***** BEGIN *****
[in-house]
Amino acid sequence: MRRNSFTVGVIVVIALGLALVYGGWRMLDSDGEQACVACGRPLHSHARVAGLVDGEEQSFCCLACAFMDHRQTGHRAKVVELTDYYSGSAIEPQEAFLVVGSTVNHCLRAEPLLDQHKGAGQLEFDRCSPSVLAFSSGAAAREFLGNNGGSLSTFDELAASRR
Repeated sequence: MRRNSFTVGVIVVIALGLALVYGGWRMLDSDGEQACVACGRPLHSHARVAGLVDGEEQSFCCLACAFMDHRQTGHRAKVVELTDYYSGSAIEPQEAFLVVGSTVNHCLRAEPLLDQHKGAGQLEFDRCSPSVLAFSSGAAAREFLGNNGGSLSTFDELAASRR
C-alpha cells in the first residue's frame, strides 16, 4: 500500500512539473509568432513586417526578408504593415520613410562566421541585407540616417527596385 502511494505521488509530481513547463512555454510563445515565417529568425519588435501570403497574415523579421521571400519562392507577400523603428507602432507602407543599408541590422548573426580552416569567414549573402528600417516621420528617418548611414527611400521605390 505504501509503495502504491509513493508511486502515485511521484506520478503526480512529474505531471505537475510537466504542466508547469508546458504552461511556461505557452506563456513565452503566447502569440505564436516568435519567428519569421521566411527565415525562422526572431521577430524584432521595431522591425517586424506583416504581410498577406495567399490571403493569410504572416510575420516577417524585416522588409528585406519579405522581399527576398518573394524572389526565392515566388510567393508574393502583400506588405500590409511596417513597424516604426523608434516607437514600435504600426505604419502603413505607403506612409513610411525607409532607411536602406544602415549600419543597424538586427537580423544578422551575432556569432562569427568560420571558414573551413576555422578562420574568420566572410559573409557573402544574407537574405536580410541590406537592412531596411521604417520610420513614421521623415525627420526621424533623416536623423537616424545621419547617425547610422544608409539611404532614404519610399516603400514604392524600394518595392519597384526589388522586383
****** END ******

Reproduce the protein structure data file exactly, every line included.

[in-house]
Amino acid sequence: MRRNSFTVGVIVVIALGLALVYGGWRMLDSDGEQACVACGRPLHSHARVAGLVDGEEQSFCCLACAFMDHRQTGHRAKVVELTDYYSGSAIEPQEAFLVVGSTVNHCLRAEPLLDQHKGAGQLEFDRCSPSVLAFSSGAAAREFLGNNGGSLSTFDELAASRR
Repeated sequence: MRRNSFTVGVIVVIALGLALVYGGWRMLDSDGEQACVACGRPLHSHARVAGLVDGEEQSFCCLACAFMDHRQTGHRAKVVELTDYYSGSAIEPQEAFLVVGSTVNHCLRAEPLLDQHKGAGQLEFDRCSPSVLAFSSGAAAREFLGNNGGSLSTFDELAASRR
C-alpha cells in the first residue's frame, strides 16, 4: 500500500512539473509568432513586417526578408504593415520613410562566421541585407540616417527596385 502511494505521488509530481513547463512555454510563445515565417529568425519588435501570403497574415523579421521571400519562392507577400523603428507602432507602407543599408541590422548573426580552416569567414549573402528600417516621420528617418548611414527611400521605390 505504501509503495502504491509513493508511486502515485511521484506520478503526480512529474505531471505537475510537466504542466508547469508546458504552461511556461505557452506563456513565452503566447502569440505564436516568435519567428519569421521566411527565415525562422526572431521577430524584432521595431522591425517586424506583416504581410498577406495567399490571403493569410504572416510575420516577417524585416522588409528585406519579405522581399527576398518573394524572389526565392515566388510567393508574393502583400506588405500590409511596417513597424516604426523608434516607437514600435504600426505604419502603413505607403506612409513610411525607409532607411536602406544602415549600419543597424538586427537580423544578422551575432556569432562569427568560420571558414573551413576555422578562420574568420566572410559573409557573402544574407537574405536580410541590406537592412531596411521604417520610420513614421521623415525627420526621424533623416536623423537616424545621419547617425547610422544608409539611404532614404519610399516603400514604392524600394518595392519597384526589388522586383